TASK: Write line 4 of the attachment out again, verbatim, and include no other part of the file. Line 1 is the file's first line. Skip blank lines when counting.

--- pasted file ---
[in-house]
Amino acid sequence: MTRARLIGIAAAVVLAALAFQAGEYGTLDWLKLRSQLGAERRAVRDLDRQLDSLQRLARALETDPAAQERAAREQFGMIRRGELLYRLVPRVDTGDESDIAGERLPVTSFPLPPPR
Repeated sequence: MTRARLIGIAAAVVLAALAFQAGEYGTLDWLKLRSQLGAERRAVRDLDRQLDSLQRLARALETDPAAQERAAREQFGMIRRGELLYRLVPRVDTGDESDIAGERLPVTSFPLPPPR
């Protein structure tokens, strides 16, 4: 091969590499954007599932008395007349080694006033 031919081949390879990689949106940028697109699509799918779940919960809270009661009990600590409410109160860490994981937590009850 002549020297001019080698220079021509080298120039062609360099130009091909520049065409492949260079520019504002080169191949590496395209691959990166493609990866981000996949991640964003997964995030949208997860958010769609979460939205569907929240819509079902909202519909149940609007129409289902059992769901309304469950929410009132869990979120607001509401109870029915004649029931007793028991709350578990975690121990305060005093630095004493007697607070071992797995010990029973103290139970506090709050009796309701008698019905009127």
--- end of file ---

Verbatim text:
């Protein structure tokens, strides 16, 4: 091969590499954007599932008395007349080694006033 031919081949390879990689949106940028697109699509799918779940919960809270009661009990600590409410109160860490994981937590009850 002549020297001019080698220079021509080298120039062609360099130009091909520049065409492949260079520019504002080169191949590496395209691959990166493609990866981000996949991640964003997964995030949208997860958010769609979460939205569907929240819509079902909202519909149940609007129409289902059992769901309304469950929410009132869990979120607001509401109870029915004649029931007793028991709350578990975690121990305060005093630095004493007697607070071992797995010990029973103290139970506090709050009796309701008698019905009127």